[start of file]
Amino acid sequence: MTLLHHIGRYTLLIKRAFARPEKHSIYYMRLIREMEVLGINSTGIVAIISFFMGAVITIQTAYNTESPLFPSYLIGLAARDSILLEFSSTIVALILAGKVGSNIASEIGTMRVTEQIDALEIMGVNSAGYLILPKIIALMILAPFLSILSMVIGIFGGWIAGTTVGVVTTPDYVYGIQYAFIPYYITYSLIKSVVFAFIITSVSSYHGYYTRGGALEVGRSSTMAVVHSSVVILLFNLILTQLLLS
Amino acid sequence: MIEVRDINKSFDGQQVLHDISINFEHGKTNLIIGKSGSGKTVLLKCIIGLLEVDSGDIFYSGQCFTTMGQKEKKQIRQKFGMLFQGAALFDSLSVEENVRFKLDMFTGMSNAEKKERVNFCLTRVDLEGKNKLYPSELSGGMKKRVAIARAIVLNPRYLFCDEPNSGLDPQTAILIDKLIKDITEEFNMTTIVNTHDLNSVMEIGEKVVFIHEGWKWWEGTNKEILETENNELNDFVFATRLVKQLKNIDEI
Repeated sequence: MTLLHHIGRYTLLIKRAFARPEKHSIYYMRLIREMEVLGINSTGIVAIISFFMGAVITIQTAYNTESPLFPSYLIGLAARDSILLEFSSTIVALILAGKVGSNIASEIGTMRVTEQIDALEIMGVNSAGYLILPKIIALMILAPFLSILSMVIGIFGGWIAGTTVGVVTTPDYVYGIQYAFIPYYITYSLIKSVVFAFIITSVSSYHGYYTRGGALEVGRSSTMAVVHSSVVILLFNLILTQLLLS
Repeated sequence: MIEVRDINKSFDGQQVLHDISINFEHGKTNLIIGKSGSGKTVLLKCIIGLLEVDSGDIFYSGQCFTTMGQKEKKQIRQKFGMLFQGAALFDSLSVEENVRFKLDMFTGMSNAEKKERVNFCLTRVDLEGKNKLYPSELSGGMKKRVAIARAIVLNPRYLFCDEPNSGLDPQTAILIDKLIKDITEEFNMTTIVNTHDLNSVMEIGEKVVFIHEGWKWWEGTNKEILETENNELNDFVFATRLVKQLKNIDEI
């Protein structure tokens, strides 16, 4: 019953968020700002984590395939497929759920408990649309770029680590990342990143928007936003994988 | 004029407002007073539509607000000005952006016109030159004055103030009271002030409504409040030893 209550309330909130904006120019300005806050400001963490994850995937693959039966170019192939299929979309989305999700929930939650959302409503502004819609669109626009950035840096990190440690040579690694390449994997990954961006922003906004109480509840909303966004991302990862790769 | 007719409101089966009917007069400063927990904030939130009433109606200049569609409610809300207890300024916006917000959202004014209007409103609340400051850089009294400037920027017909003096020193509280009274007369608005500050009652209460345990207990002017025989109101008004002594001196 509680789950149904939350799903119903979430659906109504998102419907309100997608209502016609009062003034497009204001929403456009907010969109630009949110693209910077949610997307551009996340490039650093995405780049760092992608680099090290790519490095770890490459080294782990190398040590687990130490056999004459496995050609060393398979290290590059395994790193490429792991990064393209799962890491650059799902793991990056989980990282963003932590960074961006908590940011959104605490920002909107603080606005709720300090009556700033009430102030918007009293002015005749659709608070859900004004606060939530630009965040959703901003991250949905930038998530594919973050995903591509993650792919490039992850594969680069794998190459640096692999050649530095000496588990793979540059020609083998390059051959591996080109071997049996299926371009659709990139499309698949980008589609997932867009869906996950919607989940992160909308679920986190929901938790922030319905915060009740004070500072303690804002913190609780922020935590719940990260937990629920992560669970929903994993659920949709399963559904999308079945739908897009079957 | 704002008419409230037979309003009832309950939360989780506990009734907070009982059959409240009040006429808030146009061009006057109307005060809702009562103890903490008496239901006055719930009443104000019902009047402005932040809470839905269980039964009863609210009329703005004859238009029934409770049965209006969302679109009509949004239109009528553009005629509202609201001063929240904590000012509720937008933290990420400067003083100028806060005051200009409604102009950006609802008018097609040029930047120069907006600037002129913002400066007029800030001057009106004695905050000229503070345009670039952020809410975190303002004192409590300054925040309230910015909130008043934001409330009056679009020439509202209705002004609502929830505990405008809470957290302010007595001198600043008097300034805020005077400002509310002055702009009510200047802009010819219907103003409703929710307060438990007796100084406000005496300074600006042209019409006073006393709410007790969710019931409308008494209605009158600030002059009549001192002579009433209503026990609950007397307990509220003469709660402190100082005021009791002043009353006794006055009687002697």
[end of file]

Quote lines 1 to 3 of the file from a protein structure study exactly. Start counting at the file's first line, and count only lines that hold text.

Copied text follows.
Amino acid sequence: MTLLHHIGRYTLLIKRAFARPEKHSIYYMRLIREMEVLGINSTGIVAIISFFMGAVITIQTAYNTESPLFPSYLIGLAARDSILLEFSSTIVALILAGKVGSNIASEIGTMRVTEQIDALEIMGVNSAGYLILPKIIALMILAPFLSILSMVIGIFGGWIAGTTVGVVTTPDYVYGIQYAFIPYYITYSLIKSVVFAFIITSVSSYHGYYTRGGALEVGRSSTMAVVHSSVVILLFNLILTQLLLS
Amino acid sequence: MIEVRDINKSFDGQQVLHDISINFEHGKTNLIIGKSGSGKTVLLKCIIGLLEVDSGDIFYSGQCFTTMGQKEKKQIRQKFGMLFQGAALFDSLSVEENVRFKLDMFTGMSNAEKKERVNFCLTRVDLEGKNKLYPSELSGGMKKRVAIARAIVLNPRYLFCDEPNSGLDPQTAILIDKLIKDITEEFNMTTIVNTHDLNSVMEIGEKVVFIHEGWKWWEGTNKEILETENNELNDFVFATRLVKQLKNIDEI
Repeated sequence: MTLLHHIGRYTLLIKRAFARPEKHSIYYMRLIREMEVLGINSTGIVAIISFFMGAVITIQTAYNTESPLFPSYLIGLAARDSILLEFSSTIVALILAGKVGSNIASEIGTMRVTEQIDALEIMGVNSAGYLILPKIIALMILAPFLSILSMVIGIFGGWIAGTTVGVVTTPDYVYGIQYAFIPYYITYSLIKSVVFAFIITSVSSYHGYYTRGGALEVGRSSTMAVVHSSVVILLFNLILTQLLLS